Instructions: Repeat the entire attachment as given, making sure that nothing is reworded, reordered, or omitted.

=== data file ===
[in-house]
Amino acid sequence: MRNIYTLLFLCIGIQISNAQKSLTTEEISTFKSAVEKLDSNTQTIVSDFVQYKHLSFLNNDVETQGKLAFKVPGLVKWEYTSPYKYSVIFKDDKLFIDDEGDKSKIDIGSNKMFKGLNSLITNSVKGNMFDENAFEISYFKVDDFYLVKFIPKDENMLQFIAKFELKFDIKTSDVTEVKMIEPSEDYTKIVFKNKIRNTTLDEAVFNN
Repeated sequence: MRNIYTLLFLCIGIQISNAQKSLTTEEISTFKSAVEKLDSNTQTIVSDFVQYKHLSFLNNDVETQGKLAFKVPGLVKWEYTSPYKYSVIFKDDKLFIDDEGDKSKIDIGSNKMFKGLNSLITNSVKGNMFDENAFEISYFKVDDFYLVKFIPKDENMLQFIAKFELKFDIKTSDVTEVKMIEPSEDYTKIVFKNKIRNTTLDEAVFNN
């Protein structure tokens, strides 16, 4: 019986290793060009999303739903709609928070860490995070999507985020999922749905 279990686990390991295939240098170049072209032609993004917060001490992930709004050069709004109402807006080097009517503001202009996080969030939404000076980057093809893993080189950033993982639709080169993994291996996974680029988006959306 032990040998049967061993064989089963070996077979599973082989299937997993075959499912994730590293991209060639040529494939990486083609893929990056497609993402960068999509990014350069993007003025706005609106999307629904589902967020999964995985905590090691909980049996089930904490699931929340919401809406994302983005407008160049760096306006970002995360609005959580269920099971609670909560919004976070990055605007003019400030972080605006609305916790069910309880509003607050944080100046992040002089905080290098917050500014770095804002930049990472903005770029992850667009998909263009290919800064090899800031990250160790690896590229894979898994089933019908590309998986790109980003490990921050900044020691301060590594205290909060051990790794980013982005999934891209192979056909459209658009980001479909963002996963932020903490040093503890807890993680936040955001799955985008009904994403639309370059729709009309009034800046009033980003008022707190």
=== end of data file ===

[in-house]
Amino acid sequence: MRNIYTLLFLCIGIQISNAQKSLTTEEISTFKSAVEKLDSNTQTIVSDFVQYKHLSFLNNDVETQGKLAFKVPGLVKWEYTSPYKYSVIFKDDKLFIDDEGDKSKIDIGSNKMFKGLNSLITNSVKGNMFDENAFEISYFKVDDFYLVKFIPKDENMLQFIAKFELKFDIKTSDVTEVKMIEPSEDYTKIVFKNKIRNTTLDEAVFNN
Repeated sequence: MRNIYTLLFLCIGIQISNAQKSLTTEEISTFKSAVEKLDSNTQTIVSDFVQYKHLSFLNNDVETQGKLAFKVPGLVKWEYTSPYKYSVIFKDDKLFIDDEGDKSKIDIGSNKMFKGLNSLITNSVKGNMFDENAFEISYFKVDDFYLVKFIPKDENMLQFIAKFELKFDIKTSDVTEVKMIEPSEDYTKIVFKNKIRNTTLDEAVFNN
């Protein structure tokens, strides 16, 4: 019986290793060009999303739903709609928070860490995070999507985020999922749905 279990686990390991295939240098170049072209032609993004917060001490992930709004050069709004109402807006080097009517503001202009996080969030939404000076980057093809893993080189950033993982639709080169993994291996996974680029988006959306 032990040998049967061993064989089963070996077979599973082989299937997993075959499912994730590293991209060639040529494939990486083609893929990056497609993402960068999509990014350069993007003025706005609106999307629904589902967020999964995985905590090691909980049996089930904490699931929340919401809406994302983005407008160049760096306006970002995360609005959580269920099971609670909560919004976070990055605007003019400030972080605006609305916790069910309880509003607050944080100046992040002089905080290098917050500014770095804002930049990472903005770029992850667009998909263009290919800064090899800031990250160790690896590229894979898994089933019908590309998986790109980003490990921050900044020691301060590594205290909060051990790794980013982005999934891209192979056909459209658009980001479909963002996963932020903490040093503890807890993680936040955001799955985008009904994403639309370059729709009309009034800046009033980003008022707190």